Mr. Jacobs is also CEO of his own venture, Naked Foodie, which consists of a blog and an online bakery. In terms of his investments, Mr. Jacobs believes in diversity in dividing his money between high-risk investments (“that you feel very strongly about that will be successful”) as well as steady lower-risk investments (such as their business ventures).

“In this phase of my life, I’m very much investing in Francis Libiran Bridal, in Naked Patisserie, and Naked Foodie. As the future goes on, I’ll definitely be investing a lot in real estate,” he said.

As for his luxuries, Mr. Jacobs said, “I work a lot, literally 15-17 hours a day. I spend on luxuries that people might find a bit strange.” To these, he includes a good gym (“Working out, is really, like, my sanity”), a good massage, and good wine.


Mark Christian Parlade, PR director, StratWorks

Mark Christian Parlade started collecting superhero comic books when he was young. His hobby influenced his life’s philosophy that good always wins over evil and nice guys finish last, which he’s carried over to his career as the public relations (PR) director of one of the country’s most prominent public relations company, StratWorks.

As PR director, he has worked with companies such as Google Philippines, Cebu Pacific, and Coca-Cola Philippines and is known for his professional yet easygoing mien he has never hid his fascination for superheroes—DC superheroes, in particular—as evidenced by the thousands of old comic books and action figures he has on display at his house.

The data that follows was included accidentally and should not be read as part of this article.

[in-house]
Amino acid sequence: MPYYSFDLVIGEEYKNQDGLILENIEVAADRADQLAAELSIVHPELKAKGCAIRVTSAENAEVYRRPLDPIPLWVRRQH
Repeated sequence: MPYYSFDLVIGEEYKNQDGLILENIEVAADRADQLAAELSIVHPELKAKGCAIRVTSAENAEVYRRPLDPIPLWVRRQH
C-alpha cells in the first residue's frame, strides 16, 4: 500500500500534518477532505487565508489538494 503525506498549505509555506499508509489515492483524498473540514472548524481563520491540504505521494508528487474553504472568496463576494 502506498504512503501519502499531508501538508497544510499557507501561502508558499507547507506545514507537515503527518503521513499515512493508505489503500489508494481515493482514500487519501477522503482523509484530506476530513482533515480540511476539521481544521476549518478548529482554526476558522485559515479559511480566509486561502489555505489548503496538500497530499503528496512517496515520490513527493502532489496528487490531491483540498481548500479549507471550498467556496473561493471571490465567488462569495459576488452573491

Invest in quality
“My house is filled with boxes of thousands of old comic books so I had to stop buying actual comics recently and I’ve had to just settle for digital copies that I buy off an app every week.

“I also drastically limited my collection to just a few comic book titles from DC Comics, so, as a way to fill the void, I started collecting action figures to display. I started with high-quality action figures from Japanese maker Kotobukiya just two years ago to display in my man cave. Their DC Comics ArtFX line has killer aesthetics, from the sculpt to the colors, they’re just awesome to stare at. I get a kick out of just looking at them.

The first Kotobukiya figure I bought was the DC Universe Superman for Tomorrow. I think I got him from an eBay seller for about Php7,000.”

Kotobukiya is a Japanese company founded in 1947, specializing in creating plastic models of characters from Marvel Characters Inc., Square Enix Holdings, and Warner Bros., among others.

Take care of storage
“I have just a little over three dozen figures now. I’ve had to buy IKEA glass cabinets to store and display my collections.

“If it makes you kid-in-a-candy-store-happy, and if you can afford it, go ahead and buy them. They’re easy enough to find with the Internet’s help (thanks, Google!) in my experience. Just make sure you keep them in a dry place, away from the sun, and dust them off every now and then.   

Enjoy the hunt